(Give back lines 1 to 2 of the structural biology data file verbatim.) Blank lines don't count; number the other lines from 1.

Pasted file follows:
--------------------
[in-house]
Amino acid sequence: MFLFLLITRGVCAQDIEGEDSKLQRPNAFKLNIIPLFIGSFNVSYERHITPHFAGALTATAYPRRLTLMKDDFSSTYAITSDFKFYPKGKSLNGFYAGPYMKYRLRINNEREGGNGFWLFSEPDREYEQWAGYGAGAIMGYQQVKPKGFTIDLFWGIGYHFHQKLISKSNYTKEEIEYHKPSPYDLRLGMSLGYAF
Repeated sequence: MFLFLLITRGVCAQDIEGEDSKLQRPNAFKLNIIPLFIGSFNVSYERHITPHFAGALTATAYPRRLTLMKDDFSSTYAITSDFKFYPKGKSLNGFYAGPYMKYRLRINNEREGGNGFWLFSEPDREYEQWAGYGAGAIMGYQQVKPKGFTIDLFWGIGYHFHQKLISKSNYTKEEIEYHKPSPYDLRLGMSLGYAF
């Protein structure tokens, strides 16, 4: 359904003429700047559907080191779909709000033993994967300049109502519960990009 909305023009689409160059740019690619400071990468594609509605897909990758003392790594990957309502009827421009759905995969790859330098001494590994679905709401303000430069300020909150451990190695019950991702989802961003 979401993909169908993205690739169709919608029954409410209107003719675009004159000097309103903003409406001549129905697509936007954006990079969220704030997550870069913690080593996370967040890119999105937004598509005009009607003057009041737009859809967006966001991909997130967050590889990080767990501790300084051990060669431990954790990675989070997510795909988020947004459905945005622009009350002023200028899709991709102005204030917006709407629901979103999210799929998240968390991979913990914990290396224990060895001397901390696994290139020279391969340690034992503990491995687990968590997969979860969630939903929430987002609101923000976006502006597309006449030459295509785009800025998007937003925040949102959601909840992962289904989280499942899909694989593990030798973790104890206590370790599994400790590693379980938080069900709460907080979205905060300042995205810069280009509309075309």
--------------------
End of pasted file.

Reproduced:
[in-house]
Amino acid sequence: MFLFLLITRGVCAQDIEGEDSKLQRPNAFKLNIIPLFIGSFNVSYERHITPHFAGALTATAYPRRLTLMKDDFSSTYAITSDFKFYPKGKSLNGFYAGPYMKYRLRINNEREGGNGFWLFSEPDREYEQWAGYGAGAIMGYQQVKPKGFTIDLFWGIGYHFHQKLISKSNYTKEEIEYHKPSPYDLRLGMSLGYAF